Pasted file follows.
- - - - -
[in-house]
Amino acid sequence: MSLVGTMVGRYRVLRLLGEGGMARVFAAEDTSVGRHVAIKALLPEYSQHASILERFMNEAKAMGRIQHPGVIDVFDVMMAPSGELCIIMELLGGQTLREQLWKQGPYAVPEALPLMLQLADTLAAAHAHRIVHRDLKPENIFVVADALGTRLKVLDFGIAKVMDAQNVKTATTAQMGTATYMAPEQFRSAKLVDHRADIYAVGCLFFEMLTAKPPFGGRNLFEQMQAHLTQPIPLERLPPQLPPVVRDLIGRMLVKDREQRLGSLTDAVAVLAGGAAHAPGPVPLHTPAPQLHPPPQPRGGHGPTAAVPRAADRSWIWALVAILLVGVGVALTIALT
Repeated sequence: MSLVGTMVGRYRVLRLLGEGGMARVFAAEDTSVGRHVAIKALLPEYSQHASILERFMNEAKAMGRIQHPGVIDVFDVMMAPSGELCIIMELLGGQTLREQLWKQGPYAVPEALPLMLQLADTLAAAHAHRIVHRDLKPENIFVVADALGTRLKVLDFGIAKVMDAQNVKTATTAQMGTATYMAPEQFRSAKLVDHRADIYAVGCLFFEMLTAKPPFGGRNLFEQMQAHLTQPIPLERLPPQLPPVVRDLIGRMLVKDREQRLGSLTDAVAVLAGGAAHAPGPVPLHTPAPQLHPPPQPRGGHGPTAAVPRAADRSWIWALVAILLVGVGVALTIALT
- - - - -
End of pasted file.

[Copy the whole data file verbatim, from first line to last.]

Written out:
[in-house]
Amino acid sequence: MSLVGTMVGRYRVLRLLGEGGMARVFAAEDTSVGRHVAIKALLPEYSQHASILERFMNEAKAMGRIQHPGVIDVFDVMMAPSGELCIIMELLGGQTLREQLWKQGPYAVPEALPLMLQLADTLAAAHAHRIVHRDLKPENIFVVADALGTRLKVLDFGIAKVMDAQNVKTATTAQMGTATYMAPEQFRSAKLVDHRADIYAVGCLFFEMLTAKPPFGGRNLFEQMQAHLTQPIPLERLPPQLPPVVRDLIGRMLVKDREQRLGSLTDAVAVLAGGAAHAPGPVPLHTPAPQLHPPPQPRGGHGPTAAVPRAADRSWIWALVAILLVGVGVALTIALT
Repeated sequence: MSLVGTMVGRYRVLRLLGEGGMARVFAAEDTSVGRHVAIKALLPEYSQHASILERFMNEAKAMGRIQHPGVIDVFDVMMAPSGELCIIMELLGGQTLREQLWKQGPYAVPEALPLMLQLADTLAAAHAHRIVHRDLKPENIFVVADALGTRLKVLDFGIAKVMDAQNVKTATTAQMGTATYMAPEQFRSAKLVDHRADIYAVGCLFFEMLTAKPPFGGRNLFEQMQAHLTQPIPLERLPPQLPPVVRDLIGRMLVKDREQRLGSLTDAVAVLAGGAAHAPGPVPLHTPAPQLHPPPQPRGGHGPTAAVPRAADRSWIWALVAILLVGVGVALTIALT